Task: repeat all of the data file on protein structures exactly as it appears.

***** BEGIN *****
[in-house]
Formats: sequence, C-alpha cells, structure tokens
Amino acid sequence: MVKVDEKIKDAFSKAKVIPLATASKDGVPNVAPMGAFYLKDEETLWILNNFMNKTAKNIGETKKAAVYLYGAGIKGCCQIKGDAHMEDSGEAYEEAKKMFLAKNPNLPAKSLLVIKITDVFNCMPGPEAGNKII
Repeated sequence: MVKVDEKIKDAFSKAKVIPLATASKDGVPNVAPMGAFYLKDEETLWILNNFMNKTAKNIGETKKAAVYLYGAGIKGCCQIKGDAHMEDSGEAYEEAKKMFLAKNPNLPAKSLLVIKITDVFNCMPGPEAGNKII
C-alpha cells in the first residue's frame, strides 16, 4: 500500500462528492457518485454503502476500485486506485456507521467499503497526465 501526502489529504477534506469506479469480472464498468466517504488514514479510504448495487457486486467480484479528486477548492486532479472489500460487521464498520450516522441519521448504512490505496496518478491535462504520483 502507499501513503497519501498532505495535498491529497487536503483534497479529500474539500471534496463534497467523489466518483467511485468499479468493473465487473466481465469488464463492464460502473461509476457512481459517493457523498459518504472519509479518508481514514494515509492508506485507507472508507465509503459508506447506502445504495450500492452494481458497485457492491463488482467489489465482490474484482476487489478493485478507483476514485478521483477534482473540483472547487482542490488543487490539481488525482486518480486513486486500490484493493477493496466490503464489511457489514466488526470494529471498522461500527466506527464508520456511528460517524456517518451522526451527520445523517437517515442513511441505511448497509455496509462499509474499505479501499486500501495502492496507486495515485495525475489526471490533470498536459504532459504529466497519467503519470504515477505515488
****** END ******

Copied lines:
[in-house]
Formats: sequence, C-alpha cells, structure tokens
Amino acid sequence: MVKVDEKIKDAFSKAKVIPLATASKDGVPNVAPMGAFYLKDEETLWILNNFMNKTAKNIGETKKAAVYLYGAGIKGCCQIKGDAHMEDSGEAYEEAKKMFLAKNPNLPAKSLLVIKITDVFNCMPGPEAGNKII
Repeated sequence: MVKVDEKIKDAFSKAKVIPLATASKDGVPNVAPMGAFYLKDEETLWILNNFMNKTAKNIGETKKAAVYLYGAGIKGCCQIKGDAHMEDSGEAYEEAKKMFLAKNPNLPAKSLLVIKITDVFNCMPGPEAGNKII
C-alpha cells in the first residue's frame, strides 16, 4: 500500500462528492457518485454503502476500485486506485456507521467499503497526465 501526502489529504477534506469506479469480472464498468466517504488514514479510504448495487457486486467480484479528486477548492486532479472489500460487521464498520450516522441519521448504512490505496496518478491535462504520483 502507499501513503497519501498532505495535498491529497487536503483534497479529500474539500471534496463534497467523489466518483467511485468499479468493473465487473466481465469488464463492464460502473461509476457512481459517493457523498459518504472519509479518508481514514494515509492508506485507507472508507465509503459508506447506502445504495450500492452494481458497485457492491463488482467489489465482490474484482476487489478493485478507483476514485478521483477534482473540483472547487482542490488543487490539481488525482486518480486513486486500490484493493477493496466490503464489511457489514466488526470494529471498522461500527466506527464508520456511528460517524456517518451522526451527520445523517437517515442513511441505511448497509455496509462499509474499505479501499486500501495502492496507486495515485495525475489526471490533470498536459504532459504529466497519467503519470504515477505515488